Roald Dahl was one of the greatest British writers of the macabre – SELENE PAXTON-BROOKS celebrates his amazing career…
Today, Friday the 13th September 2013 will be the anniversary of Roald Dahl’s 97th birthday, and what better way to celebrate the official Dahl Day’s ‘Mystery and Mayhem’ than to take a look at the author who has had both children and adults on the edge of their seats for over 60 years!
Nowadays, when we think about Roald Dahl, images of Charlie’s chocolate factory, marvellous medicine and giant peaches come to mind, but before he set out with HB pencil to pit down-trodden, unfortunate children against evil and sinister adults he focused on macabre screen plays and film scripts to thrill, chill and unnerve even the most seasoned horror viewers.
Who was Roald Dahl?
Dahl was born in Llandaff, Wales, on 13th September 1916 and his early life wasn’t always an idyllic or carefree one, as his two autobiographies, BOY: Tales of Childhood (1984) and GOING SOLO (1986) reveal. Dogged by family tragedy at an early age and a series of boarding schools that he hated, Dahl’s reminiscences revolve around homesickness, wicked schoolmasters, and the delights of leaving a dead mouse in a gob stopper jar.
In GOING SOLO, Dahl tells of his life as a pilot in the Royal Air Force during the WWII, where a cook’s wife is carried away by a lion, Dahl comes face-to-face with the fatal green mamba and all manor of wartime escapades are recounted with humour and suspense.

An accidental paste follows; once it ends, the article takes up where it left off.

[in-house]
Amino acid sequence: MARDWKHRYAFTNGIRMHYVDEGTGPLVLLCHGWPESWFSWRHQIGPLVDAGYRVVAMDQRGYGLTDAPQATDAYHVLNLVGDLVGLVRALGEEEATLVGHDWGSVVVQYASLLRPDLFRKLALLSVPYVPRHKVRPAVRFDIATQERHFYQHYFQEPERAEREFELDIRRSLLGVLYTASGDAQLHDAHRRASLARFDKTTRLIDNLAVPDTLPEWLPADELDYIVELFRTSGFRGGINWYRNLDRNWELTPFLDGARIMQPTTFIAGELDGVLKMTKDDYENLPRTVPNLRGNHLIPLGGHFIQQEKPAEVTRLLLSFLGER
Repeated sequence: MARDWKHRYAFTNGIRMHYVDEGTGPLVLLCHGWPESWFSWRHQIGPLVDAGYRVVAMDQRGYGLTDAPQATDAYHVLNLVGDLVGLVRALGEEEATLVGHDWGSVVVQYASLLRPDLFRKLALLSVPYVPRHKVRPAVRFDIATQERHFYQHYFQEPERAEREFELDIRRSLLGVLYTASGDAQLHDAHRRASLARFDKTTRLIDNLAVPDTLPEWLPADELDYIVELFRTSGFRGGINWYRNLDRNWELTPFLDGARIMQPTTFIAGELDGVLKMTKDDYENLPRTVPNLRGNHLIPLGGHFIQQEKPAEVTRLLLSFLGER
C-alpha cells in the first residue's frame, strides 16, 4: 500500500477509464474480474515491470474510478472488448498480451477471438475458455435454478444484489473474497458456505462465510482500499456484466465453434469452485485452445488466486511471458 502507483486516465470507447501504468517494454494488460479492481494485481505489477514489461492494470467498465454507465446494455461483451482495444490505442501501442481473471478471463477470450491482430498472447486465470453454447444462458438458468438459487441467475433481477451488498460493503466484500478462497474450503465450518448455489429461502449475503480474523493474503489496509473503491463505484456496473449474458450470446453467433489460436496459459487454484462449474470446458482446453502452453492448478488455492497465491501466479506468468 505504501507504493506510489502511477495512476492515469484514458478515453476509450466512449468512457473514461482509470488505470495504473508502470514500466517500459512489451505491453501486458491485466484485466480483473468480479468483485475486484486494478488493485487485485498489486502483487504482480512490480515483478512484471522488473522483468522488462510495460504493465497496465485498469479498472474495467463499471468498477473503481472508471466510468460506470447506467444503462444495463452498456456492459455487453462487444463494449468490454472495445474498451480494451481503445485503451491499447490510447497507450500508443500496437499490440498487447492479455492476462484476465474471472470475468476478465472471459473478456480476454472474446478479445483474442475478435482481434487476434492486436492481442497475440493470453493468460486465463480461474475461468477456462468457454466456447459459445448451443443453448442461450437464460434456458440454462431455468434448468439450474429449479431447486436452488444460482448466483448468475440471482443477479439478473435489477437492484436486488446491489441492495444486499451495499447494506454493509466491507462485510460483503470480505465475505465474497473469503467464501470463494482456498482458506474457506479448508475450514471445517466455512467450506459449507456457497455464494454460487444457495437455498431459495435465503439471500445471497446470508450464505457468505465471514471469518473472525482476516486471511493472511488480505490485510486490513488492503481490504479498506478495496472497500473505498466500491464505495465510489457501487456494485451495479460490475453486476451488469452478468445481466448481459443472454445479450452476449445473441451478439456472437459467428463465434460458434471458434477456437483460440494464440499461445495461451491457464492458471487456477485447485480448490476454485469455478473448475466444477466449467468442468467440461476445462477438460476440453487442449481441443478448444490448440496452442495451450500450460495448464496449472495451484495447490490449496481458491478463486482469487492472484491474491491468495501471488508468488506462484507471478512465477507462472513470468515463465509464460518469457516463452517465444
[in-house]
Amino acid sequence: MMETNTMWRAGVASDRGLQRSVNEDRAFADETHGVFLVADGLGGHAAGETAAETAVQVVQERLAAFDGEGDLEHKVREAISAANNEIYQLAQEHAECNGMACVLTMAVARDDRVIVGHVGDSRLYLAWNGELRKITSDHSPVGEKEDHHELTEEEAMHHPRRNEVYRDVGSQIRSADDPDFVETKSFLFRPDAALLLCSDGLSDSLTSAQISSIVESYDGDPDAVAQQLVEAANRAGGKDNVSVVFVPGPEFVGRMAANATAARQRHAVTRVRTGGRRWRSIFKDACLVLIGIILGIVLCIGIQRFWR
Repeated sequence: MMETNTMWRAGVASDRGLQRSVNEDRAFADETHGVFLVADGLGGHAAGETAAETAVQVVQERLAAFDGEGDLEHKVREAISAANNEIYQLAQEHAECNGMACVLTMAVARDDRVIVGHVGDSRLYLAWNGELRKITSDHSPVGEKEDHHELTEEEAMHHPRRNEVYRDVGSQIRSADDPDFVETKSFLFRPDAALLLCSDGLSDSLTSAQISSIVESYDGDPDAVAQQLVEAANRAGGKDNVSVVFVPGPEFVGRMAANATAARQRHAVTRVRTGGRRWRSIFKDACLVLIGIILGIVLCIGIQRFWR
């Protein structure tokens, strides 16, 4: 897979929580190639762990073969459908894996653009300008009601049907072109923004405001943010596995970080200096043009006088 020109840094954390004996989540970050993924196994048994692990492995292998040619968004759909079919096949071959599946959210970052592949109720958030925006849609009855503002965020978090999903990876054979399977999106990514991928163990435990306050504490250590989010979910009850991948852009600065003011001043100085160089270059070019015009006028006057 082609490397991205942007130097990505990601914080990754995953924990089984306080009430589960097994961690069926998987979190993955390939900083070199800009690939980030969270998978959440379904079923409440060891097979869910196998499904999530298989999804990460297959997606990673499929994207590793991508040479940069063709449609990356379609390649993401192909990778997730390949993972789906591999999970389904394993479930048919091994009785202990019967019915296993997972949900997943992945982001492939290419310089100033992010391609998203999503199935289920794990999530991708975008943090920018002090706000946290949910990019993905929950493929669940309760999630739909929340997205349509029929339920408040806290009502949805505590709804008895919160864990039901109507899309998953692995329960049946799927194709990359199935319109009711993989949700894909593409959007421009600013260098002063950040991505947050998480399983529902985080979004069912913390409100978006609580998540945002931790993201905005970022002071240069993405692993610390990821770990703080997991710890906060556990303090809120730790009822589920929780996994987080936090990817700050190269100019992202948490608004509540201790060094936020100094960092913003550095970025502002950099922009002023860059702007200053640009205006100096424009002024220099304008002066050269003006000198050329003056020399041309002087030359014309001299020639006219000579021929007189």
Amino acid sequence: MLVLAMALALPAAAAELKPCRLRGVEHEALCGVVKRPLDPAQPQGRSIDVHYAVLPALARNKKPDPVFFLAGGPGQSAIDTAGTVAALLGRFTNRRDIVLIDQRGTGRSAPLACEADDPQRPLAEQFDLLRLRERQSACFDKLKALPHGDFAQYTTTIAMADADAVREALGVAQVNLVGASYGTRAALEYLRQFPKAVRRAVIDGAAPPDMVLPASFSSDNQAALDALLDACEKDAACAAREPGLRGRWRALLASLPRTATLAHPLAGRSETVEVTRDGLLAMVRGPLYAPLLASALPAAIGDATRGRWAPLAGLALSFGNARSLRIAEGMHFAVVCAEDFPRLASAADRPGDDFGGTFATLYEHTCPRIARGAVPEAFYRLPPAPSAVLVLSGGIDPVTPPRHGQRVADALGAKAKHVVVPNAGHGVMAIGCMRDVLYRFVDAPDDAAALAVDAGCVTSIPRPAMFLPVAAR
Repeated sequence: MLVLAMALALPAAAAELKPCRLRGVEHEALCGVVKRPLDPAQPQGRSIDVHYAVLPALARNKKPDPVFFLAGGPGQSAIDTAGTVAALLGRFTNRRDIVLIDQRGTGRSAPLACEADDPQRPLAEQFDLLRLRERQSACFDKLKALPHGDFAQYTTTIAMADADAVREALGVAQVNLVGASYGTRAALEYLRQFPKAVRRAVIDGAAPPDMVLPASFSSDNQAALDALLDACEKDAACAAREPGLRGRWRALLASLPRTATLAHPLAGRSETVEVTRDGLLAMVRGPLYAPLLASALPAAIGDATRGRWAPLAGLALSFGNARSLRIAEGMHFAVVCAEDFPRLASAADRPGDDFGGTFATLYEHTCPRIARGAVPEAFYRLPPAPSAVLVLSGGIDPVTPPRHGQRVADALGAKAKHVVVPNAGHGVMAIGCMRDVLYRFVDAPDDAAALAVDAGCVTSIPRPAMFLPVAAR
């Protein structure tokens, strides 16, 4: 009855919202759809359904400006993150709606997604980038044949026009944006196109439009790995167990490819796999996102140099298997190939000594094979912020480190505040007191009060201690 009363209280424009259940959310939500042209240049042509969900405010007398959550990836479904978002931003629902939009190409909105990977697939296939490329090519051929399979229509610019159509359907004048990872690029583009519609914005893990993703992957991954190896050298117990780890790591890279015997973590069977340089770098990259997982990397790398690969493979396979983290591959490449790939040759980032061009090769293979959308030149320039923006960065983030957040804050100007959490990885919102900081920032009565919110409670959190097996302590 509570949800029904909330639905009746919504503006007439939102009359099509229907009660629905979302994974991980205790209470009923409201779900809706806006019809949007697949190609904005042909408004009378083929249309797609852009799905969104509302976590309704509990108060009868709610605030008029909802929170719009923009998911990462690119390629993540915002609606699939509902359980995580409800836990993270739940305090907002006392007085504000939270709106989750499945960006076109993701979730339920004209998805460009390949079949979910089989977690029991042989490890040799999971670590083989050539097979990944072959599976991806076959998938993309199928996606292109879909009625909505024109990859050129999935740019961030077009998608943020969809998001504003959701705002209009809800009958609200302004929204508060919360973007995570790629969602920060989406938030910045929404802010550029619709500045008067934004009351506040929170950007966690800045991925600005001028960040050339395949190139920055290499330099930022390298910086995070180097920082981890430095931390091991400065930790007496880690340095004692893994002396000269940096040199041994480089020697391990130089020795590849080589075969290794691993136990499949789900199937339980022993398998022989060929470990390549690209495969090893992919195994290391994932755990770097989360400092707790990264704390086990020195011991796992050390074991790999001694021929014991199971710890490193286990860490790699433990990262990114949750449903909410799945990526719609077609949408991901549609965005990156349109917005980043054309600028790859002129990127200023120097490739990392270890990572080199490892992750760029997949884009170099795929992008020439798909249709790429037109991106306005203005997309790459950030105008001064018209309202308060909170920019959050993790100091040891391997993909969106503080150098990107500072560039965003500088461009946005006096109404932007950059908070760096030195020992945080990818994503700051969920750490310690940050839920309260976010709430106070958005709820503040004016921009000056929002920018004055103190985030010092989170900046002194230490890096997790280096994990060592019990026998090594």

After leaving the RAF in 1942, Dahl moved to America to work at the British Embassy in Washington. Here he met the author C.S. Forester, who encouraged him to write up his wartime experiences for the local newspaper, The Saturday Evening Post. Forester was impressed with his writing, and Dahl’s was encouraged to write more.
Dahl’s first story book was published by Walt Disney in 1942. Called ‘The Gremlins’, it is nothing like the Gremlins portrayed in Steven Spielberg’s 1984 film, these little mischievous creatures set about sabotaging British aircraft and Disney was keen to create an animated film to tie in with the book. Unfortunately, the film was never made which probably didn’t bother Dahl as he had said that he didn’t really like the book at all.
Around this time Dahl was writing quiet prolifically for adults and his work was published in various American magazines. Already Dahl was being labelled as inventive, imaginative and spine-tingling, and his first book of short stories based on his own experiences, ‘Over to You’ was published by Reynal & Hitchcock in 1946.